For this Sunday the weather predictions where pretty miserable so it could have been a reason not to go.
The predictions had recently been pretty of the mark so I went anyway.
The first stop on my route was the stream at its headwater where many small ditches from the surrounding
hills formed the stream.
I had not been there for a long time and the main reason was that most of my honey holes had been filled
After each season the stream changed its face, deep spots dissappear and new ones are created.
Especially in the shallow upstream waters depth was the keyword for cathing fish.
Two feet was usually enough for sheltering fish.
The only life I spotted was a big fat muskrat that had climbed up the bank to get to the green grass.
Fall like weather.
The headwaters where not productive so it was off downstream to other hot spots.
At one particular pool I had caught some fish in the past but now I could not even find the entrance
to the spot as the shrubs and grasses had grown tremendously during the last weeks.
When I finally cut my way through the high nettles I immediately noticed some roach fleeing into
the deep section of the pool - fish where present.
Nymphing yielded no fish so I tied on a small zonker streamer to check if any agressive trout would be
present but that approach also failed.
It got me thinking that maybe I was not fishing deep enough as the fish had obviously spotted me
and where hunkering down.
I tied on a very light fluorocarbon tippet and fished the same spots as before with a small beadhead
The re-arranged setup worked as my indictor went down and I connected to a fish.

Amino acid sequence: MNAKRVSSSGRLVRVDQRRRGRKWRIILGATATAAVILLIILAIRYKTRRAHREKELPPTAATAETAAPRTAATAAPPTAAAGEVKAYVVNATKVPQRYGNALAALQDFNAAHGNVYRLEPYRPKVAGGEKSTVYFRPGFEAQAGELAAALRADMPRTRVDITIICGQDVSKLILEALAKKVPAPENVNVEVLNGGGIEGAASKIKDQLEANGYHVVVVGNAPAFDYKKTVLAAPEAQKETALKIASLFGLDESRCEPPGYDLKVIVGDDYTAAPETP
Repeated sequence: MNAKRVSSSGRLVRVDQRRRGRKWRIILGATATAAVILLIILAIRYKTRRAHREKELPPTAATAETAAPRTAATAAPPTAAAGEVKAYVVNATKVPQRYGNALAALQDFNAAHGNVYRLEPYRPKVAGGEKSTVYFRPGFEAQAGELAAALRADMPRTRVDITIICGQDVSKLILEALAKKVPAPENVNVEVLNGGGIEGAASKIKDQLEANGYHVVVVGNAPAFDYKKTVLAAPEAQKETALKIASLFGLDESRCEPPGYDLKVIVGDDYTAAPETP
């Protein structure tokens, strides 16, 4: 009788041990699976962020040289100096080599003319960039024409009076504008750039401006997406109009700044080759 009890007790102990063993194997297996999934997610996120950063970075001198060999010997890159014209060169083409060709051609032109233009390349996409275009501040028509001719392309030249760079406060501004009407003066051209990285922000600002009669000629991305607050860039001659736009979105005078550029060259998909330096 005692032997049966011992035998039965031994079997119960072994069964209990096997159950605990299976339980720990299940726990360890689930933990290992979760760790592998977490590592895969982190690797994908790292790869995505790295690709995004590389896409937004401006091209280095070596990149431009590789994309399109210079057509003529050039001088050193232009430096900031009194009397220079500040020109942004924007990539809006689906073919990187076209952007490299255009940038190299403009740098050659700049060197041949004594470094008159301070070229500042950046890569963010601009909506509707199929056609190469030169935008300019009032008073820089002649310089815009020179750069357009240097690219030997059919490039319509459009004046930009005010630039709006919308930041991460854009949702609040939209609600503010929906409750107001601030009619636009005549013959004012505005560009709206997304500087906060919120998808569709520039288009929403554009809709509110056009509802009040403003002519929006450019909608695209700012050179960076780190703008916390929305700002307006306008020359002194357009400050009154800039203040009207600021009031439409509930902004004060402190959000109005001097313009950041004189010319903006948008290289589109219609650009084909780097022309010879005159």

To my surprise it was a brown trout, a very acrobatic one as it went airborne.
I was wondering if I would be able to hold the fish with the light tippet but with some luck and
my forgiving full flex flyrod I could counter all runs of the trout.
The light setup also worked for the resident roach who where holding up beside the main current.
A nice brown trout.
Roach from the troutpool
At another pool I spotted a violent surface take confirming to me that another trout was active.
There was however no way to get to that fish as the pool required access from the other bank and
I had no waders with me to make the crossing.
Through a small opening in the brushes I could just drop the nymph in the front end of the pool with
as result a small roach.
Allthough the skies looked threathening it stayed dry for the moment.
At one point it got pretty dark though and from the distance I could see a rainband moving in
so I went for lunch to the local pub where I ran into another member of my syndicate.
When I saw some of the leaving guest running to their cars I knew my timing was perfect as
the rain had started.
The local food.
After lunch it was back to the stream again.
The rain was light, sort of a drizzle so I fished the stream inside the forrest where the leaves
provided some shelter from the wind and the rain.
The pool in front of me was teeming with roach, dace and probably gudgeons.
As the pool was rather shallow the indicator was again something the fish did not like
but with the rains going on the water had become a little higher and murkier.
There where some good fish mixed in the school and after some small ones I finally hooked
one of the larger specimens.
Soon the fish where on to me so I had to find another spot to try my luck.
Roach and dace from the shallow pool.
Plenty of rabbits about during the evening.
Allthough it was late and about to become dark I wanted to check out some further spots downstream.
When I finally arrived at the intended fishing locations the stream had become murky and carried
more water than usual.
I could not spot fish anymore and blindcasting a nymph along the good spots did not yield a single
take so I called it a day.
It seems the days of high summer are over and a more fall like weather pattern has set.
Hopefully we can enjoy some more nice days before the season really ends.